Book By Walker And Shipman Wins Major Science Book Award Grand Prize

June 30, 1997

The General Prize in the 1997 Rhone-Poulenc Prize s for Science Books, which has been described as the most prestigious prize for science writing in the English language worldwide, has been awarded to Alan Walker, distinguished professor of anthropology and biology, and Pat Shipman, adjunct associate professor of anthropology. The Penn State husband-and-wife team win approximately $16,500 (10,000 British pounds) for their book titled "The Wisdom of the Bones: In Search of Human Origins.

The award, which is sponsored by the British Science Museum, the Committee for the Public Understanding of Science (COPUS), and the Rhone-Poulenc company, honors the best popular science book written for the nonscientist reader and published in England during 1996.

"The Wisdom of the Bones," published in the United States by Alfred A. Knopf by and in England by Weidenfeld & Nicolson, has been hailed as a thrilling story about the day-to-day realities and higher goals of searching for the origins of modern humans. It tells the story of Alan Walker's discovery in Kenya of the most complete skeleton ever found of Homo erectus, a species that proved to be an ancestor of modern humans, which was unexpectedly tall and strong but did not have full language. The book, which was selected from over 80 entries, will be reprinted by Rhone-Poulenc and a copy will be sent to every university, college, and high school in England.

According to the award sponsors, "'The Wisdom of the Bones' reveals the excitement and challenges, both physical and intellectual, that confront teams of human beings unearthing their ancestral past. It also profoundly influences the debate about how and when the modern human developed. Terry Pratchett, chairman of the 1997 General Prize judges, said during the award ceremony "We were fascinated by the way the forensic net was spread out, bringing so many sciences to bear on the mystery of this million-year-old teenager." For the first time this year, because of the strength of the entries, each of the shortlisted books was given a "runners-up" monetary award, according to Rhone-Poulenc. These books include: "Climbing Mount Improbable" by Richard Dawkins, " Fire in the MInd" by George Johnson, "In the Blood: God, Genes and Destiny" by Steve Jones, "The Origins of Virtue" by Matt Ridley, and "Longitude" by Dava Sobel. Among the former winners of the prize are "Plague's Progress" by Arno Karlen in 1996, "Wonderful Life" by Stephen Jay Gould in 1991; and "The Emperor's New Mind" by Roger Penrose in 1990.

Penn State

Related Modern Humans Articles from Brightsurf:

Paleogenomics -- the prehistory of modern dogs
An international team of scientists has used ancient DNA samples to elucidate the population history of dogs.

Modern humans took detours on their way to Europe
Climate conditions shaped the geography of settlement by Homo sapiens in the Levant 43,000 years ago / findings of Collaborative Research Centre 806 'Our Way to Europe' published in 'PLOS ONE'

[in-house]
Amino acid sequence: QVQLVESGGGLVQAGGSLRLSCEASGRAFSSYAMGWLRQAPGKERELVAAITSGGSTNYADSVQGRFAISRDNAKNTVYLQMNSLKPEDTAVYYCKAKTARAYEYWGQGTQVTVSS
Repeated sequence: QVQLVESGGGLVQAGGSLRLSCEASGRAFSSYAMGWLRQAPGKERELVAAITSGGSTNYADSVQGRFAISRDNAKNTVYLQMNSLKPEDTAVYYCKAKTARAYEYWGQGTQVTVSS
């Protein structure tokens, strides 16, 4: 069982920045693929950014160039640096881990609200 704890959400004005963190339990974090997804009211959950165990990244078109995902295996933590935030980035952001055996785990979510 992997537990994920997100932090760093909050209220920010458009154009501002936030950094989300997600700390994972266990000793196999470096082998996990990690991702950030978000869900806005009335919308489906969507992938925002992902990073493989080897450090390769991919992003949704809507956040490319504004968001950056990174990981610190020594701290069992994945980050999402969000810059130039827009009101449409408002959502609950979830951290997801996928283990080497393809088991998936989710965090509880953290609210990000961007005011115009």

Studying the Neandertal DNA found in modern humans using stem cells and organoids
Protocols that allow the transformation of human induced pluripotent stem cell (iPSC) lines into organoids have changed the way scientists can study developmental processes and enable them to decipher the interplay between genes and tissue formation, particularly for organs where primary tissue is not available.

ADHD: genomic analysis in samples of Neanderthals and modern humans
The frequency of genetic variants associated with attention-deficit/hyperactivity disorder (ADHD) has decreased progressively in the evolutionary human lineage from the Palaeolithic to nowadays, according to a study published in the journal Scientific Reports.

Modern humans, Neanderthals share a tangled genetic history, study affirms
A new study reinforces the concept that Neanderthal DNA has been woven into the modern human genome on multiple occasions as our ancestors met Neanderthals time and again in different parts of the world.

Europe's Neanderthals relied on the sea as much as early modern humans
The first significant evidence of marine resource use among Europe's Neanderthals is detailed in a new report, demonstrating a level of marine adaptation previously only seen in their contemporary modern humans living in southern Africa.

Infectious disease defenses among ancient hominid contributions to adaptation of modern humans
In a new study published in the advanced online edition of Molecular Biology and Evolution, scientists Alexandre Gouy and Laurent Excoffier have developed new computational tools to better analyze human genome datasets, and found more evidence of a legacy of ancient hominid adaptation, particularly to help fight off infectious diseases like malaria.

Early modern humans cooked starchy food in South Africa, 170,000 years ago
The inhabitants of the Border Cave in the Lebombo Mountains on the Kwazulu-Natal/eSwatini border were cooking starchy plants 170,000 years ago.

Researchers determine age for last known settlement by a direct ancestor to modern humans
An international team of researchers has determined the age of the last known settlement of the species Homo erectus, one of modern humans' direct ancestors.

The homeland of modern humans
A landmark study pinpoints the birthplace of modern humans in southern Africa and suggests how past climate shifts drove their first migration.

Read More: Modern Humans News and Modern Humans Current Events is a participant in the Amazon Services LLC Associates Program, an affiliate advertising program designed to provide a means for sites to earn advertising fees by advertising and linking to